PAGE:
May 17, 2012
Review: The Walkmen – Heaven
When Hamilton Leithauser sings, “Give me a life that needs correction / Nobody loves, loves perfection,” on ‘We Can’t Be Beat’, it’s not with sorrow or undertones of bitterness, but with a distinct air of positivity. That this line appears in the opening track of The Walkmen’s seventh studio album, Heaven, drives home how much more contented the band seem to be, something that’s expressed regularly over the following 45 minutes.
For although the mode of delivery has remained constant throughout their ten years together (Leithauser’s airy vocal, Paul Maroon’s jangling Rickenbacker, twinkling pianos and tales of American lives), the roughly New York-based group have never sounded as focused. 2010’s Lisbon marked a critical career high, and it’s from that album’s sunnier disposition that Heaven finds its tone: ‘We Can’t Be Beat’’s gentle, pastoral folk on one side, ‘Love is Love’’s driving, National-like chimes on the other.
‘Nightingales’ shows off a newer, fuller production sound (gone is the papery feel to the drums heard on You & Me) with a flurry of high-register guitar chords and rolling heartland rock, offsetting nicely the delicate acoustic strum of ‘Southern Heart’.
There’s a cathartic moment in the middle of ‘Heartbreaker’ as Leithauser delivers another couplet of defiant positivity, declaring, “You know I’m hopeless / Oh no, oh no you’re wrong / It’s not the singer, it’s the song,” while Maroon’s guitar plays a rising, slightly demented riff behind him.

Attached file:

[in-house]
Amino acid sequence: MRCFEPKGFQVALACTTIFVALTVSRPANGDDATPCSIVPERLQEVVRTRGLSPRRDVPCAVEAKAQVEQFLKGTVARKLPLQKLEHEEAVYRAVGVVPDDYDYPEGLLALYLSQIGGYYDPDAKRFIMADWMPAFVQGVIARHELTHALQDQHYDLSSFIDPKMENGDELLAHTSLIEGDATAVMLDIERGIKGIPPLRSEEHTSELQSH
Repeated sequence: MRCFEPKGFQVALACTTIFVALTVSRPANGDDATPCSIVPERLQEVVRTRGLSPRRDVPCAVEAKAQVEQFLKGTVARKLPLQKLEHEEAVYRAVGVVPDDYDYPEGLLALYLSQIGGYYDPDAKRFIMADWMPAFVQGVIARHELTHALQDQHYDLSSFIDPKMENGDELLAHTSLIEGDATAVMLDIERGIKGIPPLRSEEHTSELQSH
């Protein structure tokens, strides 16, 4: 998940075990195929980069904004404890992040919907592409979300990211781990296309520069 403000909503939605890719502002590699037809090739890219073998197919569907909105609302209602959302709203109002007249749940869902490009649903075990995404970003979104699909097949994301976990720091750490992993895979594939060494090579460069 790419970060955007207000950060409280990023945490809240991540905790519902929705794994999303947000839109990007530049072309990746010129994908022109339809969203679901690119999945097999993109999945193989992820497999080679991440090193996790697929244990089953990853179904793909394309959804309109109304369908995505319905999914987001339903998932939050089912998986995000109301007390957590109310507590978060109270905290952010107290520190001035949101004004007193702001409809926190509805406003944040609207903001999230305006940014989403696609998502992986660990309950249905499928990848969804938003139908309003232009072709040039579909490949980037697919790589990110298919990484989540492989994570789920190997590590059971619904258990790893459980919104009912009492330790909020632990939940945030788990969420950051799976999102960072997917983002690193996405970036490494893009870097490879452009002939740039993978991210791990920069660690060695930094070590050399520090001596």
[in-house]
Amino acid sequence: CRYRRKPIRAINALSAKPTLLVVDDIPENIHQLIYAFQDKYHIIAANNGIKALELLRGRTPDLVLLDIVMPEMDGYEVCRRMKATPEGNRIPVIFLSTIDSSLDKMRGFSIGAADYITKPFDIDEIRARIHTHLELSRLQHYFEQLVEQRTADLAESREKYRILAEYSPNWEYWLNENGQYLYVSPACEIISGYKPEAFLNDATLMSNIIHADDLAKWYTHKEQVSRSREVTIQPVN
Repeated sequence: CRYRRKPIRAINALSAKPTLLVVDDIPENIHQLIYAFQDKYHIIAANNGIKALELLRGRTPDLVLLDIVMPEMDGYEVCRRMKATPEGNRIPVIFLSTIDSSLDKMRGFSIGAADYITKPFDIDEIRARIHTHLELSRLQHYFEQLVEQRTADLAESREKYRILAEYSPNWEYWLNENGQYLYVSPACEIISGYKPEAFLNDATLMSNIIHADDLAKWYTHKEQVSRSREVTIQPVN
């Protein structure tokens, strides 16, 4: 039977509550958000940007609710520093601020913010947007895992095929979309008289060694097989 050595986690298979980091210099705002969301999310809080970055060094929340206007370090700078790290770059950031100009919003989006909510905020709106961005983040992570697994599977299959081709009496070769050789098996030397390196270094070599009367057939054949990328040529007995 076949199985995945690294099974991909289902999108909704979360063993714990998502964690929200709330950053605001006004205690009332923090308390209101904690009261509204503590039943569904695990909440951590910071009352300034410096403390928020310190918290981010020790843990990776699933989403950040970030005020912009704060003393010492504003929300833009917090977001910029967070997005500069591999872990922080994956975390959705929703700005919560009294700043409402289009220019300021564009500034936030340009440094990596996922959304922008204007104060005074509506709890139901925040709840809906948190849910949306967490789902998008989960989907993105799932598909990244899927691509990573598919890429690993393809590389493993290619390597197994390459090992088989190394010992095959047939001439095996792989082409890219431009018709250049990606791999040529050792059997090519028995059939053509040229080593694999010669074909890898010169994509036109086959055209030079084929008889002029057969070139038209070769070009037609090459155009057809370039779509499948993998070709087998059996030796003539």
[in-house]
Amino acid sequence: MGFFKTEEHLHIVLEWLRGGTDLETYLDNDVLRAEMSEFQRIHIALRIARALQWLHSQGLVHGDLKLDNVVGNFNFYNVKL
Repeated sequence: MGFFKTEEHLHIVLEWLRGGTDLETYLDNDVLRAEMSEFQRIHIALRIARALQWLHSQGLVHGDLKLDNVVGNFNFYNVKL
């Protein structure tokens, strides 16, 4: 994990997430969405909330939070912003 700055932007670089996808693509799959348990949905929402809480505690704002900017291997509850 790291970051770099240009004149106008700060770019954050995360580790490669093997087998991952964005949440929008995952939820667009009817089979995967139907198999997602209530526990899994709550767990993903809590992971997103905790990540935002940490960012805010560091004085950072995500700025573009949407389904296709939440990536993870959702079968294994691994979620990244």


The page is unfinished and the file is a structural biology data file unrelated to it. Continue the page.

Subtle touches of afterthought are what really make Heaven work: the delights of ‘Jerry Jr.’s Tune’, a hushed reverie in a late night mood complete with distant guitar wails; the understated harmonies to ‘No One Ever Sleeps’ added by Fleet Foxes’ Robin Pecknold, a recent touring mate; the howling keyboards augment ‘The Witch’’s eerie, waltz-time country. The album does drift off a little in the middle, where Leithauser’s elongated phrasing starts to slightly strain the ears on tracks like ‘Song for Leigh’, but all is forgiven by the general quality of the songwriting on offer.
The title track is the best thing here — a pacey display of two-chord mastery with an explosion of a chorus that sees Leithauser really stretching his voice for the first time, his plea to “remember, remember all we fight for” sounding not nearly as much of the Hollywood cliché that it appears when written down.
Heaven is the sound of a band reaching maturity; its members fully absorbed in its creation; its contents truly the ‘classic American rock songs’ Leithauser envisioned them to be. It has its faults, but then, as the band remind us early on, “nobody loves perfection”.
Read this review in context over at THE STOOL PIGEON